After the birth, the mother cleans the cubs and can then recognize each by its smell. At first, she spends 60% to 90% of her time with the cubs. After the first week, the mother starts spending more time outside the nest, returning every few hours to nurse and groom the cubs. She moves the young frequently among several nests, all of which she keeps clean. The cubs start to open their eyes when they are about 18 days old. By about 90 days they have achieved full adult fur and coloring, and begin to venture out of the nest. They also start eating solid foods at this point, weaning at around 6–8 months of age. The cubs stay with their mother until the next litter is born the following summer.
The males rarely help raise the young, and only if they live in pairs or in small groups. The Red Panda is able to reproduce from around 18 months of age, and is fully mature at 2–3 years. The average lifespan is 8–10 years, but individuals have been known to reach 15 years.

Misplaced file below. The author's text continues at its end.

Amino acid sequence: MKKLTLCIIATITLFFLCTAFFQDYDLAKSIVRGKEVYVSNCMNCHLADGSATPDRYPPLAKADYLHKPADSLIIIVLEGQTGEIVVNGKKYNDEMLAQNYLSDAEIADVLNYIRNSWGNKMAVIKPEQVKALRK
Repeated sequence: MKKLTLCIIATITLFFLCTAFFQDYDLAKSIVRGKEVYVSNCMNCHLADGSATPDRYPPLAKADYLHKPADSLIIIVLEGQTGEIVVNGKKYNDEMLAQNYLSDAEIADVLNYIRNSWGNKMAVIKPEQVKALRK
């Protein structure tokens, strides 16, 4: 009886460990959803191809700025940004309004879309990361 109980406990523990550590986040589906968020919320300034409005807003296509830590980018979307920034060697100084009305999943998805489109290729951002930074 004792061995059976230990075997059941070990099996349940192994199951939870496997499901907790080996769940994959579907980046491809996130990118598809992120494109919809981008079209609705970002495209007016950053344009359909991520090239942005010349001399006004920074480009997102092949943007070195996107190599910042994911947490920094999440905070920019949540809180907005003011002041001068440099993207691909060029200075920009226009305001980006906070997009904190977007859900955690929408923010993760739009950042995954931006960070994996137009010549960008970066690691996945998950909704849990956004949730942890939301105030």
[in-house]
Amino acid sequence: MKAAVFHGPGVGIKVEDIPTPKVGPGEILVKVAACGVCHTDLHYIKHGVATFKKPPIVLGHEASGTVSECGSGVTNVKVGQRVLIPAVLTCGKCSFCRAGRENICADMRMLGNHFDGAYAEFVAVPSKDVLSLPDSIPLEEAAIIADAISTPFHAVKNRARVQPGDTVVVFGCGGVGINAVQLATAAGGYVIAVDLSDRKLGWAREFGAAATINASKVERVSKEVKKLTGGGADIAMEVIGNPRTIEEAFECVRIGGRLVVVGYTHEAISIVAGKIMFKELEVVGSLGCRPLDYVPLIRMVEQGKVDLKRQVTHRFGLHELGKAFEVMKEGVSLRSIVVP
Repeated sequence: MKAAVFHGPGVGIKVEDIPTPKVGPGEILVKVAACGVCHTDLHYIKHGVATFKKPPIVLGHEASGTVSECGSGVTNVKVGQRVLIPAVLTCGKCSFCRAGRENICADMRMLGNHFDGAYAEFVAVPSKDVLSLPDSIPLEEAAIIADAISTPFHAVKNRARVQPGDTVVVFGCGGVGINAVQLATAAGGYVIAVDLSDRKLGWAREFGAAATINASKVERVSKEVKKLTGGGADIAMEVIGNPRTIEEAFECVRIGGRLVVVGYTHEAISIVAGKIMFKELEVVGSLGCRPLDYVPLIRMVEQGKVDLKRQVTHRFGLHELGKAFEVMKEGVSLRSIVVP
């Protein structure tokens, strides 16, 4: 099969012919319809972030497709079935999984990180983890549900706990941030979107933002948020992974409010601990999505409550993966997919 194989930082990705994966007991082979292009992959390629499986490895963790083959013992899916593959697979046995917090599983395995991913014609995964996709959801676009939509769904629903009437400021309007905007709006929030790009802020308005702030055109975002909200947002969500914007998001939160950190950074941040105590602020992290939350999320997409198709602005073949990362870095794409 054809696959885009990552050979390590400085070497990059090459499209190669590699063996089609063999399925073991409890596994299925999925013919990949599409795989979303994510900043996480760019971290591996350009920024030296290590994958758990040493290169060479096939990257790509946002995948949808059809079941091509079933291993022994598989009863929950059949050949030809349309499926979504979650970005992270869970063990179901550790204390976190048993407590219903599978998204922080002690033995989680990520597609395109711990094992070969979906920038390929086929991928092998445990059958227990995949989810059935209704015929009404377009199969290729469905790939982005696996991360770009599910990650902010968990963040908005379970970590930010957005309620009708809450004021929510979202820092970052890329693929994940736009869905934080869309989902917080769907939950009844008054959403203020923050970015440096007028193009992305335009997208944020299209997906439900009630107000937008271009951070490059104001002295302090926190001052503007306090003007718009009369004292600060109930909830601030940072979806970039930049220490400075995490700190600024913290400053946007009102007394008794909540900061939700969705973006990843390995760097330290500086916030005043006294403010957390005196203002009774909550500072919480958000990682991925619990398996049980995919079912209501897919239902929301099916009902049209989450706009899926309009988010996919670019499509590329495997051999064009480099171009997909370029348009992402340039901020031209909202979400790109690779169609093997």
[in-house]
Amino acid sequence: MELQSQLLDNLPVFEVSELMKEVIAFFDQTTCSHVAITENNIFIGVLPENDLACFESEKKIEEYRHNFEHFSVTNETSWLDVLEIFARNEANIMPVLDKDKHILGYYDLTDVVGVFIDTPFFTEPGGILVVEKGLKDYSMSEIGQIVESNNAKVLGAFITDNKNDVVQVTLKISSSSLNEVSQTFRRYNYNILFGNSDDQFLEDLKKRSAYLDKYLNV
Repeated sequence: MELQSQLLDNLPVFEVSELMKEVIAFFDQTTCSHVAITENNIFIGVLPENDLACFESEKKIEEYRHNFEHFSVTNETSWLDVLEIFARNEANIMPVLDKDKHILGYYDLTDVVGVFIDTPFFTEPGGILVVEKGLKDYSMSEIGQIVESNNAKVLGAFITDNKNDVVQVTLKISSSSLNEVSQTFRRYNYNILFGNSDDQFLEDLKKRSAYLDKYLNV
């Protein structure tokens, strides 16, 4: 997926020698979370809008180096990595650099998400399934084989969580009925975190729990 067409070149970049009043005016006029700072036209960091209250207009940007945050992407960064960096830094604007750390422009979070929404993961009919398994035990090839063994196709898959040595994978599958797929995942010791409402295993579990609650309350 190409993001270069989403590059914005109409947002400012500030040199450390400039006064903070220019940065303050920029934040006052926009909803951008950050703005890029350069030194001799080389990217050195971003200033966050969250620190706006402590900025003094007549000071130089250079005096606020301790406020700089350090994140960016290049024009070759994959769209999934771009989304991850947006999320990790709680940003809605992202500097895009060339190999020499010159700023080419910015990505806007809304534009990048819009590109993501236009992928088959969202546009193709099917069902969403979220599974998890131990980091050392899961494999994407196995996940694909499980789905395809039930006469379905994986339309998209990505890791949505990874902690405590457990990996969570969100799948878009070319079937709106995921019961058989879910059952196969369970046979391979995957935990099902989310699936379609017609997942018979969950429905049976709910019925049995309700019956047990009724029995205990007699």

The primary threats to Red Pandas are direct harvest from the wild (live or dead), competition from domestic livestock resulting in habitat degradation, and deforestation resulting in habitat loss or fragmentation. The relative importance of these factors is different in each region, and is not well understood. For instance, in India the biggest threat seems to be habitat loss followed by poaching, while in China the biggest threat seems to be hunting and poaching. A 40% decrease in Red Panda populations has been reported in China over the last 50 years, and populations in western/Himalayan areas are considered to be lower.
Deforestation can inhibit the spread of Red Pandas and exacerbate the natural population subdivision by topography and ecology, leading to severe fragmentation of the remaining wild population. For example, less than 40 animals in 4 separate groups share resources of a preserve in Nepal with humans (only 6% of its 1710 km² is preferred Red Panda habitat). Although direct competition for food with domestic livestock is not significant, livestock can depress bamboo growth by trampling. Small groups of animals with little opportunity for exchange between them face the risk of inbreeding, decreased genetic diversity, and even extinction. In addition, clearcutting for firewood or agriculture, including hillside terracing, removes old trees that provide maternal dens and decreases the ability of some species of bamboo to regenerate.